Making sure to keep your core tight and your back flat, raise the dumbbells to the sides away from your torso until your elbows are in line with your shoulders. Your pinky should be slightly higher than your thumb, as if pouring water from a cup.
Slowly bring your arms back down to the starting position for one rep.
Core Body Strength Training
Your core muscles include the sides of your abs (transverse abdominis), your main stomach area (rectus abdominis), your sides (obliques), and spine area (multifidus and erector spinae). These muscles help with posture and coordinate the other muscle groups in your upper and lower body.
Best core body strength exercises to try:
A plank requires no equipment and essentially works all of your major core muscles.
To properly perform a plank, get in position like you are about to do a pushup. Hold the pose, making sure your back doesn’t dip and your legs and arms stay strong. You should focus on a spot on the ground about a foot in front of you to help keep your form in a straight line.
Unlike the other exercises, you must count minutes held instead of reps during plank, and you should aim to hold it as long as you can without compromising your form. Aim for around 20 to 60 seconds for a set of three.
2. Decline Oblique Crunches
You can do this exercise with a free weight or cable weight. It targets your obliques specifically but also provides a workout for the rest of your core.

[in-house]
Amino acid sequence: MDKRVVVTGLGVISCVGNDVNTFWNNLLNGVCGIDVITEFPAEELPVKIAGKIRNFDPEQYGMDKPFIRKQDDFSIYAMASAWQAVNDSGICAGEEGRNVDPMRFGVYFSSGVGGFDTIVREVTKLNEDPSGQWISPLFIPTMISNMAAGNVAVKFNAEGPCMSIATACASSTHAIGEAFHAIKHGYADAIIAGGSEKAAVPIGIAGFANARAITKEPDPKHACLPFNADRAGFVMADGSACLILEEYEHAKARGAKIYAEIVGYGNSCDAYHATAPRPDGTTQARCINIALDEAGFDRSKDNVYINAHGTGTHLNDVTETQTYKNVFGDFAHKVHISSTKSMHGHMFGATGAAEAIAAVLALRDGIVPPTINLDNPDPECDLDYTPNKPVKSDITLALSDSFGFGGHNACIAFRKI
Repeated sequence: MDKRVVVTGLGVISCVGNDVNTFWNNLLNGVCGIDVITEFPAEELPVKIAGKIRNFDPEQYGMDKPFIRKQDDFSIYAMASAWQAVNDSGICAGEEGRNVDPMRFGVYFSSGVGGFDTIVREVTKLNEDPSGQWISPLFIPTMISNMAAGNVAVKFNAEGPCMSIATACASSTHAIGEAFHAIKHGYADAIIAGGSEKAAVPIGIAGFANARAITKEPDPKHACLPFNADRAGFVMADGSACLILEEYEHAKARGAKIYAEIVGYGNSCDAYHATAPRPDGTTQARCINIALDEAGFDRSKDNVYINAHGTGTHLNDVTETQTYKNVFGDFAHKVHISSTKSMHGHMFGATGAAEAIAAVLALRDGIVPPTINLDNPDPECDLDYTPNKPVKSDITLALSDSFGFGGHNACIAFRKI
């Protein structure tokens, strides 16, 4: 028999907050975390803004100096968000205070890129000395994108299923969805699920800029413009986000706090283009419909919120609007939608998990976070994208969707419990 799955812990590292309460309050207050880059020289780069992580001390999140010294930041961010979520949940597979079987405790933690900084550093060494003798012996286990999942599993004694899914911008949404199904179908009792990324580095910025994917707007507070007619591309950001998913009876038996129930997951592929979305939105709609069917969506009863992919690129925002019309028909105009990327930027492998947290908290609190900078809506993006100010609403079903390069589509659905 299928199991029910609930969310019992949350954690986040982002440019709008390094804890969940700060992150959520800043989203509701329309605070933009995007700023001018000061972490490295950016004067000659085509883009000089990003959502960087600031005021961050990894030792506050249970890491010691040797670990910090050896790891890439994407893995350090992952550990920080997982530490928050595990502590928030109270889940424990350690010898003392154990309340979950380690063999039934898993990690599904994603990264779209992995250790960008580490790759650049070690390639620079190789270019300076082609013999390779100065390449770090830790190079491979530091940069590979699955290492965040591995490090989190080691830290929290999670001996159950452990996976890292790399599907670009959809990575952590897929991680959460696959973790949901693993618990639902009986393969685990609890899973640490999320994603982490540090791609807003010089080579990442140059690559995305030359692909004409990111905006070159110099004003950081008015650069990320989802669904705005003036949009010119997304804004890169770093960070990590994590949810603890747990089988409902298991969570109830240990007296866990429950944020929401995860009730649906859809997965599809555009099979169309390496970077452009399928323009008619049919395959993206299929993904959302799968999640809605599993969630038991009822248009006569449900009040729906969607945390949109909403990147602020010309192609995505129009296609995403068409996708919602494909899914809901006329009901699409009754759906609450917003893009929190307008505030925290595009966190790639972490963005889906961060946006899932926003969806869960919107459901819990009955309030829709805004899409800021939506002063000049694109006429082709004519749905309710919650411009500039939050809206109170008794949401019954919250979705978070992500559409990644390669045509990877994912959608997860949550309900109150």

Secure your legs at the end of a decline bench then slowly lower your body back until you are lying on the bench. Put one hand on your head, elbow extending out, and the other on your thigh.
Raise your body slowly, while curling toward the leg where your hand is. Come all the way up until the elbow by your head touches the opposite knee. Hold here for one count, keeping your abs tight. Slowly release and lower back down to the starting position for one rep.
Switch the position of your hands to complete your reps on the other side.
3. Leg Raise
Another exercise that requires no equipment, the leg raise targets your rectus abdominis and obliques.
Lie on your back with your palms facing down next to your hips and your legs straight out and together. Raise your legs in a controlled motion toward the ceiling until your butt comes off the ground.